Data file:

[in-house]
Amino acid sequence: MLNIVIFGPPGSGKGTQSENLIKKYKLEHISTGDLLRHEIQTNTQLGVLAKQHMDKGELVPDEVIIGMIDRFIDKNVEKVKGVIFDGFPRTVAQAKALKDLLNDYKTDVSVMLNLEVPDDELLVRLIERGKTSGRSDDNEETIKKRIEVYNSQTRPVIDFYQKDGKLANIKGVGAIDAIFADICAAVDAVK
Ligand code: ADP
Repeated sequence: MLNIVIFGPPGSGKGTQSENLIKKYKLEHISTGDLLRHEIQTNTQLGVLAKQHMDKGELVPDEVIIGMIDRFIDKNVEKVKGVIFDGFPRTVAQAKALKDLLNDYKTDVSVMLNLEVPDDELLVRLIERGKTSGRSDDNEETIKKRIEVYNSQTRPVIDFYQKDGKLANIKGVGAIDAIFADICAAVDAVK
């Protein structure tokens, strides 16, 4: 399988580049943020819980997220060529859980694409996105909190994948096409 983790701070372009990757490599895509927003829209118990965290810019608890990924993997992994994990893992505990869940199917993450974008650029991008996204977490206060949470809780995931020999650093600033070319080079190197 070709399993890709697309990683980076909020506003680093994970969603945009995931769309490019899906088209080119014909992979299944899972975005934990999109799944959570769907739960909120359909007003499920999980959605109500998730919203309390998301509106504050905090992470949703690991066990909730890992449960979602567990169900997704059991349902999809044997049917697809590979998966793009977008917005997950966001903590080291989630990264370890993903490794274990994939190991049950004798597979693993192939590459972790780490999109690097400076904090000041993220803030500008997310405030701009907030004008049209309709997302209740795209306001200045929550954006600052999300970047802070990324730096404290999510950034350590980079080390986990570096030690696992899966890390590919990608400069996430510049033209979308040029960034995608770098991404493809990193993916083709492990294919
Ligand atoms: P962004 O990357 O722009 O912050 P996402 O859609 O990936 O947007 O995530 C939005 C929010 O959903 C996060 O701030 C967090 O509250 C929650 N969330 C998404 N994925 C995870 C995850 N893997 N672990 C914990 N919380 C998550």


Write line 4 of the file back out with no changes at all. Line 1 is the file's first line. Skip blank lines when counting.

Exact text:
Repeated sequence: MLNIVIFGPPGSGKGTQSENLIKKYKLEHISTGDLLRHEIQTNTQLGVLAKQHMDKGELVPDEVIIGMIDRFIDKNVEKVKGVIFDGFPRTVAQAKALKDLLNDYKTDVSVMLNLEVPDDELLVRLIERGKTSGRSDDNEETIKKRIEVYNSQTRPVIDFYQKDGKLANIKGVGAIDAIFADICAAVDAVK